President Barack Obama journeyed to Virginia to prod Congress to halt looming across-the-board federal spending cuts, warning of the potential consequences on America’s armed forces and economy. But
“These cuts are wrong,” Obama said. “They’re not smart. They’re not fair. They’re a self-inflicted wound that doesn’t have to happen.”
Obama spoke to hundreds of enthusiastic Newport News Shipbuilding employees in a cavernous building where the front sections of nuclear submarines are built. The massive tip of a submarine situated on one side of the room was adorned with an American flag.
“The main reason I'm here is to call attention to the important work you're doing on behalf of the nation's defense, and to let the American people know that this work, along with hundreds of thousands of jobs, are currently in jeopardy because of politics in Washington,” he said.
Obama again urged Congress to delay the cuts by passing a package of $930 million in spending cuts and $580 million in revenue by eliminating tax loopholes that benefit certain industries or the wealthy. He said he was not asking for an income tax increase, though he did not mentioned that he pushed – and succeeded – in passing a series of tax increases on every working Americans just two months ago.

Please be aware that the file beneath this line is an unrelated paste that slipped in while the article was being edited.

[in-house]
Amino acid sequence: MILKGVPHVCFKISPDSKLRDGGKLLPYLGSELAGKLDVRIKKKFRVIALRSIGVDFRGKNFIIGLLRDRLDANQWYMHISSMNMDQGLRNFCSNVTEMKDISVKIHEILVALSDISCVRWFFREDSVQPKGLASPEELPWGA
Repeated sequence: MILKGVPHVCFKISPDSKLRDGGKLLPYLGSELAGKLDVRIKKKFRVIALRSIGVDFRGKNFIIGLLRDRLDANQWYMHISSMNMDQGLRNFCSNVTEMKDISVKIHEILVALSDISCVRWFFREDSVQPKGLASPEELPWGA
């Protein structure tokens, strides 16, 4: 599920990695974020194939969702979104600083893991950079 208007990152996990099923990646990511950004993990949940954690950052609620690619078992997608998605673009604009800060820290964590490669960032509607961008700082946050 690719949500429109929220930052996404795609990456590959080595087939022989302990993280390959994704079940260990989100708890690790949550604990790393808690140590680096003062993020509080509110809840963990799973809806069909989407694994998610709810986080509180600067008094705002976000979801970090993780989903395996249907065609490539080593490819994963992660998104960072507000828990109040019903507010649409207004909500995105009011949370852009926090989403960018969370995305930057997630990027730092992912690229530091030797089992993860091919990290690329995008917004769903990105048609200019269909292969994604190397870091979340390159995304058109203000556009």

“I just have to be honest with you, there are too many Republicans in Congress right now who refuse to compromise even an inch when it comes to closing tax loopholes and special interest tax breaks,” he said. “And that's what's holding things up right now.”
In a rare show of bipartisanship, Obama was joined by both Democratic and Republican members of Congress who represent the region -- Reps. Bobby Scott, D, and Scott Rigell, R, who has urged his party to compromise.
“I’ve also shared with my colleagues that I believe that a position that says we will reject a proposal if it has even a dollar increase in revenue, I don’t think that’s a wise position and I don’t hold that value,” Rigell said.
U.S. Sen. Tim Kaine, D, member of the Senate Armed Services Committee, said he was pleased Obama's gave a "voice to the thousands of workers who stand to be affected by sequester cuts and continued budget uncertainty."
"I’m also encouraged by the calls made there today – by both legislators – for a balanced approach to solving this self-inflicted crisis," he said.